The 40th anniversary of Gideon is also an occasion for recognizing the dedication and commitment of attorneys who have proudly and capably defended poor people accused of crimes. Many lawyers work long hours under the burden of overwhelming caseloads and the immense pressure of being responsible for the lives and liberty of too many fellow human beings. Many are not adequately compensated and are routinely denied necessary investigative and expert assistance. They endure the hostility of judges, prosecutors and segments of the public for doing their job. These heroes in the struggle to achieve equal justice carry on, day after day, year after year, providing a zealous defense for the poorest and most powerless people in our society, making good on Gideon even though the larger society has failed to do so.

This is also an occasion for recognizing the programs that provide the accused with representation by capable lawyers who are trained, supervised, adequately compensated and provide the investigative and expert assistance needed to represent people properly. These programs provide examples of how to reduce the gap between rhetoric and reality and achieve equal justice.

Principles celebrated but not enforced


President William Howard Taft told the Virginia Bar Association early in the 20th century, "Of the questions that are before the American people, I regard no one as more important than the administration of justice. We must make it so that a poor [person] will have as nearly as possible an equal opportunity in litigating as the rich [person], and under present conditions, ashamed as we may be of it, that is not the fact."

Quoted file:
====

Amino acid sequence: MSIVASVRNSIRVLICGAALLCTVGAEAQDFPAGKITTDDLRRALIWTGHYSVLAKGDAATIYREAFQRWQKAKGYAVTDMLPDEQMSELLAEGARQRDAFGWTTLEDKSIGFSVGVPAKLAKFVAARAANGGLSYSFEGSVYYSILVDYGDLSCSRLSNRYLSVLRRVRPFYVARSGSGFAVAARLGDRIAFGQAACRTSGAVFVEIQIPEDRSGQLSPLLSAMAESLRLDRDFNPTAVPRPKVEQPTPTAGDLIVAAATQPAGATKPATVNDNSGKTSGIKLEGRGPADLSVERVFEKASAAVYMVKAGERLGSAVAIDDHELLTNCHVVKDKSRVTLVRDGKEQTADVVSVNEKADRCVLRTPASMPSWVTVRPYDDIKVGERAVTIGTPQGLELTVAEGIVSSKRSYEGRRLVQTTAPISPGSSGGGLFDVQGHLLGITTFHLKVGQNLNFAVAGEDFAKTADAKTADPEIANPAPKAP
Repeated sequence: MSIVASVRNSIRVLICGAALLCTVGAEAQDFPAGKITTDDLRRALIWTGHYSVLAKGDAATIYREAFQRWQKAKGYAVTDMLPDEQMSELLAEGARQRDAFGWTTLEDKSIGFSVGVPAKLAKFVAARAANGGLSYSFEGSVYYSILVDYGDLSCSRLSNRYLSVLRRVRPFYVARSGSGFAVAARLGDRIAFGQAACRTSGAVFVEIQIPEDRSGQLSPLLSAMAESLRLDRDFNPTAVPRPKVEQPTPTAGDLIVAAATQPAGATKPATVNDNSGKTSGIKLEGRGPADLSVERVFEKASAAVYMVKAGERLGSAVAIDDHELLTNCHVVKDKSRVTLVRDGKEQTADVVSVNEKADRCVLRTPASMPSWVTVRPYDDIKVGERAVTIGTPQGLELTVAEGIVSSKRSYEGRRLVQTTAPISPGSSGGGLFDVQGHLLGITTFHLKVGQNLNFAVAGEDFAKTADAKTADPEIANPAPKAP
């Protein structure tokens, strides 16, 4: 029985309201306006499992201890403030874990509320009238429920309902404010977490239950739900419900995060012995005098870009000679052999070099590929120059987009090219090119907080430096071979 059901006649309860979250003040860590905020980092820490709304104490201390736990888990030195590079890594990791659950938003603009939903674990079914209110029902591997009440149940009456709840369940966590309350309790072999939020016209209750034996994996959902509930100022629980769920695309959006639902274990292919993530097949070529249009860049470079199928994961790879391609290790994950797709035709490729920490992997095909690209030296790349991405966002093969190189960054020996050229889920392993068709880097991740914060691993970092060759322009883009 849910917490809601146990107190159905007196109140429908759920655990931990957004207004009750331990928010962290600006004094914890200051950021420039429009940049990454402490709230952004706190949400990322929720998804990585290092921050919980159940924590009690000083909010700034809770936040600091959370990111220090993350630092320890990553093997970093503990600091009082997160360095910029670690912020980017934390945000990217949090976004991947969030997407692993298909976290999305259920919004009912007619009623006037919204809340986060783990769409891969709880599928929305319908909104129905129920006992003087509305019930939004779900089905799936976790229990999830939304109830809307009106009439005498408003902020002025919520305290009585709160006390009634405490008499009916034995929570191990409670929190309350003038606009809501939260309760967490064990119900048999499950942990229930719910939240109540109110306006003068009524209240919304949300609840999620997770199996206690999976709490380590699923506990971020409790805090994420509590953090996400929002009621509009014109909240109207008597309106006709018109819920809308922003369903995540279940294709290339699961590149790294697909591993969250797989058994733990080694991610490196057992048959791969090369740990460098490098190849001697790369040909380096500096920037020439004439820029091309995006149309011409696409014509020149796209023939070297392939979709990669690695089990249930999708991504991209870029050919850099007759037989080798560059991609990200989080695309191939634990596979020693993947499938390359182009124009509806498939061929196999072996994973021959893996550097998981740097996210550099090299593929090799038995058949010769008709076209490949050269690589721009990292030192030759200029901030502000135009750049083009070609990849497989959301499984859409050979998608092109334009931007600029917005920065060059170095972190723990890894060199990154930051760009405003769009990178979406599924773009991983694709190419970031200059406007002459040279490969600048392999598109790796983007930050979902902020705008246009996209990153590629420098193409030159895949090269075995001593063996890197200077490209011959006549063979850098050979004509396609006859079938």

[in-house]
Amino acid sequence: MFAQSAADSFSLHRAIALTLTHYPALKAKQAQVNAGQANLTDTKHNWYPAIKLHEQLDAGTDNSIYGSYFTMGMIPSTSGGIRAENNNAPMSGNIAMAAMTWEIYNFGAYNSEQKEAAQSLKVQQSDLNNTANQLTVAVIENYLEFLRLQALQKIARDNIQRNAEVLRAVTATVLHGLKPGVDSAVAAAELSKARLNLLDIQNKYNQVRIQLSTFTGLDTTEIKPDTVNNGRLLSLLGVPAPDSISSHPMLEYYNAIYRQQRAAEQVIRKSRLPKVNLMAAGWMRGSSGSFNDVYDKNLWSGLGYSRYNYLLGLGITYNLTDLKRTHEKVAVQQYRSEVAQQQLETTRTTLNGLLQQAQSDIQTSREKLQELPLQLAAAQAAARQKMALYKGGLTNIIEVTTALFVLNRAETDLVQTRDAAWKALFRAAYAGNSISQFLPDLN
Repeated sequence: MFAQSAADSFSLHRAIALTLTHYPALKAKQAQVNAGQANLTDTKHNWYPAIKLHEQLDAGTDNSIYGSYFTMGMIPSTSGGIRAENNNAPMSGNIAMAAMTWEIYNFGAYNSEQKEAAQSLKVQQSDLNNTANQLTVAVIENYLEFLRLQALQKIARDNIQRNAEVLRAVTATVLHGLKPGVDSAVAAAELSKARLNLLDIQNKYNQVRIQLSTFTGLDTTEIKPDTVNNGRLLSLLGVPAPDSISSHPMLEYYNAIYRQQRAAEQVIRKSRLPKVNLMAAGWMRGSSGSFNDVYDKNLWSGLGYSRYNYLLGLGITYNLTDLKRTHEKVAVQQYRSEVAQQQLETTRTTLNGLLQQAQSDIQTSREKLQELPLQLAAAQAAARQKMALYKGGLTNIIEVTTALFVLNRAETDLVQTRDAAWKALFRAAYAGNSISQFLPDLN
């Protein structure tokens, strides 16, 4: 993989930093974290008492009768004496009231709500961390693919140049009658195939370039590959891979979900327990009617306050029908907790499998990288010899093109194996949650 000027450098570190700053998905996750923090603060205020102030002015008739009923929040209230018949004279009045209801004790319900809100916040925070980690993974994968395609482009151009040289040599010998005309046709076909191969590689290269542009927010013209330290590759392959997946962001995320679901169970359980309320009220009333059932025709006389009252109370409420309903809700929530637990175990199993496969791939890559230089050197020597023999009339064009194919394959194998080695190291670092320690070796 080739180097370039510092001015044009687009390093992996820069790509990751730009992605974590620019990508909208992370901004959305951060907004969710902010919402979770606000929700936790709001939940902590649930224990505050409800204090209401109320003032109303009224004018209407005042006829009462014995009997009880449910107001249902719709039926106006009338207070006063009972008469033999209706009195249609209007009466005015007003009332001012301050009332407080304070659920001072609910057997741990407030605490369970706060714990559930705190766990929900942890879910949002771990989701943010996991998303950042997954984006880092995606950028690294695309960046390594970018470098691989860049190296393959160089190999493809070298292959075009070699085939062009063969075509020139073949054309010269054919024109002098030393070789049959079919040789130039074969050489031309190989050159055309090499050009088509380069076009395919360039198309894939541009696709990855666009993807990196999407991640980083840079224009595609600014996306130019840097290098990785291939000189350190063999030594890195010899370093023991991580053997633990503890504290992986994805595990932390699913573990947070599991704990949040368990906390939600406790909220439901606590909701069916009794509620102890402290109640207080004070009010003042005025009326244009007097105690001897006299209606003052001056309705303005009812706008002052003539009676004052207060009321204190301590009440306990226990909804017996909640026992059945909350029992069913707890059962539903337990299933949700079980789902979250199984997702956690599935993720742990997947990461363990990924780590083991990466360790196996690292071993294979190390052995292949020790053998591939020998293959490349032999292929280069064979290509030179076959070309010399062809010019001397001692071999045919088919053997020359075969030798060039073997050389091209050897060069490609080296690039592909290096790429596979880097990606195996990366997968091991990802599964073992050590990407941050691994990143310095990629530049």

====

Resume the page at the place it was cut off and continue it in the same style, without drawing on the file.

The situation was even more shameful than the President acknowledged. Many states in the South had not only failed to provide lawyers to people accused of crimes, but leased convicted prisoners to plantations, railroads, turpentine camps, or other private interests that needed cheap labor.2 When a work force was needed, men would be arrested for vagrancy and other minor crimes, convicted and leased. African Americans were sent to prison on almost any pretext. Many convicts were worked to death. One historian has observed that "[t]he South's economic development can be traced by the blood of its prisoners."3

Although convict leasing was replaced by prisons in the late 19th and early 20th centuries, many states did not provide lawyers for poor people accused of crimes except in capital cases. And in those cases, the accused often received only token representation. In the 1920s and 30s, many communities replaced lynchings, which were giving them a bad reputation, with quick trials where the accused were provided only perfunctory representation before being sentenced to death and executed. These proceedings "retained the essence of mob murder, shedding only its outward forms."

A half century after President Taft's speech, the United States Supreme Court, speaking through Justice Hugo Black, expressed the same sentiment he had in Griffin v. Illinois, declaring, "[t]here can be no equal justice where the kind of trial a [person] gets depends on the amount of money he [or she] has" in holding that the government must provide a transcript to a convicted defendant for purposes of appeal.4